I will say however that a developer who puts single-source at the top of their list reveals in doing so that they don’t yet understand what mobile development entails.

          And with Android continuing to out-sell iOS devices, the time will soon come – if it is not already here – when being able to write the best possible app for an Andoird device could be far more important than having a mediocre app which can run on both Android and iOS.

          Good luck writing an Android widget that will compile from a single source to run on an iOS device.

          Ah, but you can with Delphi: Since It’s impossible on Android with FireMonkey and impossible on iOS because the platform simply doesn’t support the technology, here is the source you need:

          unit CrossPlatformWidget;
          
          interface
          
          implementation
          
          end.
          

          How could I have been so blind ? You sold me. 😉

          1. “I do not claim to speak for the “vast majority” of developers”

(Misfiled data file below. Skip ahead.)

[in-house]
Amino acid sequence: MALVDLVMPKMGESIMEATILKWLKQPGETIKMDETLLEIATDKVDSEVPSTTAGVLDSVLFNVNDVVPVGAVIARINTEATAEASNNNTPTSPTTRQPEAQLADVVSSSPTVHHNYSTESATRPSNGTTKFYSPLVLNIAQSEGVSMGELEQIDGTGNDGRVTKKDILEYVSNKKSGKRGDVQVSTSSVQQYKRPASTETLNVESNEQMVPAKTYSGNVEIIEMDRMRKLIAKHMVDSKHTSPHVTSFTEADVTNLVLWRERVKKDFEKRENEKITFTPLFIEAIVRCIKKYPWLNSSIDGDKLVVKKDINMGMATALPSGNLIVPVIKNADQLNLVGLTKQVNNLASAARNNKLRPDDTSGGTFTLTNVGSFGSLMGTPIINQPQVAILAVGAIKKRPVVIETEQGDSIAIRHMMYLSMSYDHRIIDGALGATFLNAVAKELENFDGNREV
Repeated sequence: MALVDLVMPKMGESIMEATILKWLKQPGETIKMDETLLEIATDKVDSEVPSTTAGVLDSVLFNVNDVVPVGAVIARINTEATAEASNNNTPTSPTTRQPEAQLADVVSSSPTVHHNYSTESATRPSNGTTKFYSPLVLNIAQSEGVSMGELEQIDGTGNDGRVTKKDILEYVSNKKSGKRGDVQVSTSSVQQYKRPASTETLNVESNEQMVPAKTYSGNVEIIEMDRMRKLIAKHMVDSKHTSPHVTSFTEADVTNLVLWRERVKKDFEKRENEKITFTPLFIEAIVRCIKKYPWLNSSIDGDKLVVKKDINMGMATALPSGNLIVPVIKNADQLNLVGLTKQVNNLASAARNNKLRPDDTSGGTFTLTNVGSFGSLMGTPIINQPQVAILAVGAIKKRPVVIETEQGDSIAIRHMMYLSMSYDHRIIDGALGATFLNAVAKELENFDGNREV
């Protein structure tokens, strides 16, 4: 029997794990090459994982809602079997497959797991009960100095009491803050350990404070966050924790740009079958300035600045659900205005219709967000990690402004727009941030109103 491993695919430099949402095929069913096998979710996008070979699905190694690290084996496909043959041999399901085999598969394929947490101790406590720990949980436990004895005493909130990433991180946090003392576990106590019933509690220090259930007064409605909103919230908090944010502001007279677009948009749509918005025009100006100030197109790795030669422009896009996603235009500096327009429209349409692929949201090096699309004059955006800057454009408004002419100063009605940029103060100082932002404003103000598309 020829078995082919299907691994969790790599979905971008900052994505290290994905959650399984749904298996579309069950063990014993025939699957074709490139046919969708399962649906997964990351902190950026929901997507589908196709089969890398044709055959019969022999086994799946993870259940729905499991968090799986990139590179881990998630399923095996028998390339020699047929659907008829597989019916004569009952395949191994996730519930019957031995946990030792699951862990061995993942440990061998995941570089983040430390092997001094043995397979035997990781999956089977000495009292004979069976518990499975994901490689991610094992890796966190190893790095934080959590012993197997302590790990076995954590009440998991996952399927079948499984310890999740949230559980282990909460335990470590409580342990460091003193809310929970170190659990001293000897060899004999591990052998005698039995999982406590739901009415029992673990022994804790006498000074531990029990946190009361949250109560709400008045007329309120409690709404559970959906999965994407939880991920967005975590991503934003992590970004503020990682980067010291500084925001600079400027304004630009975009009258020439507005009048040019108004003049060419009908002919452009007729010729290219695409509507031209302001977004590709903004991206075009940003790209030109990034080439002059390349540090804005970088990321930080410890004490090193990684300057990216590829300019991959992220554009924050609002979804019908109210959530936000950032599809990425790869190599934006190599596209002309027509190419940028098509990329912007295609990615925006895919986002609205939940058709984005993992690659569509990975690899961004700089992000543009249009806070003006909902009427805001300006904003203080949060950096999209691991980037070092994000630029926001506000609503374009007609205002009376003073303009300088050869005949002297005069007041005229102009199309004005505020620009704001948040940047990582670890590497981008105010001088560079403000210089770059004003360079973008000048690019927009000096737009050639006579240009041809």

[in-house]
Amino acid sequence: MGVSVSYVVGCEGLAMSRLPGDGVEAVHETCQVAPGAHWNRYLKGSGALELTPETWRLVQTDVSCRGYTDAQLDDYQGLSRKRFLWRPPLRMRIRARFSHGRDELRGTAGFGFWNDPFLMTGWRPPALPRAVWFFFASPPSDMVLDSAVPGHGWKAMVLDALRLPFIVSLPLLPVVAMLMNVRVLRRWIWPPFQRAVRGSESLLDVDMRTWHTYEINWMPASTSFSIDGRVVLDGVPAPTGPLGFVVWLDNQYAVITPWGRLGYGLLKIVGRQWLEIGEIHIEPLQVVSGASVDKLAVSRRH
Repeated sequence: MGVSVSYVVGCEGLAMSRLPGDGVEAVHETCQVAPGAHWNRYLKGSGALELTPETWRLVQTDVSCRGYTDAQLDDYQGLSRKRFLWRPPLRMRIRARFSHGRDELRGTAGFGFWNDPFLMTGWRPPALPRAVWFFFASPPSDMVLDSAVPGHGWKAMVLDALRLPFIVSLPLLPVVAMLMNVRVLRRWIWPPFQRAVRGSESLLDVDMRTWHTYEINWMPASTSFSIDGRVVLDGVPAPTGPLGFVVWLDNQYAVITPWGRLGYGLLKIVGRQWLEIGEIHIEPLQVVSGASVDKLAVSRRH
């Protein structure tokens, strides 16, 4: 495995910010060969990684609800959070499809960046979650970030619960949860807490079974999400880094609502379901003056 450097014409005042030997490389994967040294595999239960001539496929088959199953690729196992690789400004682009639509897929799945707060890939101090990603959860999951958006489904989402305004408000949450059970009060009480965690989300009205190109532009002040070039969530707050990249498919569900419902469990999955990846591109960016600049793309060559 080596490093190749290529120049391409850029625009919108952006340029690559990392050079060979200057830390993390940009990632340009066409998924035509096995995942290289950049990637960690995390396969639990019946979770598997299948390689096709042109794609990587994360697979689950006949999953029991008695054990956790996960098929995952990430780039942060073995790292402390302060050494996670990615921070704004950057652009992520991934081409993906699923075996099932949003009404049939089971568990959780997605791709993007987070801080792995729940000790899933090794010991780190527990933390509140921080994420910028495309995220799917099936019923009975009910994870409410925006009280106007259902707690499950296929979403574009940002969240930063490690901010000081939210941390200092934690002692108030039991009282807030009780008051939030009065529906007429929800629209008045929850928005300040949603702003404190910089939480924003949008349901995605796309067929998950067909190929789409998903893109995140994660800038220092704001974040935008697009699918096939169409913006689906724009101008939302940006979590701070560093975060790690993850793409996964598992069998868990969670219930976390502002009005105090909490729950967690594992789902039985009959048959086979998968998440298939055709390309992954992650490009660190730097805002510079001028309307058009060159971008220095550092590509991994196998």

I know. You claimed to speak for the vast majority of Android and iOS users. You could say I was gently correcting Daniel’s comment.

            Just because you are on some kind of personal crusade doesn’t mean you need to be defensive.

            I also pointed out a potentially large exception to that vast majority you were speaking for.

            And I suggested that it’s developers, and not users who are more interested in cross platform support.

            1. And I suggested that it’s developers, and not users who are more interested in cross platform support.

              I suggested it first. Nah-nah-ne-nah-nah. [blows raspberry] 🙂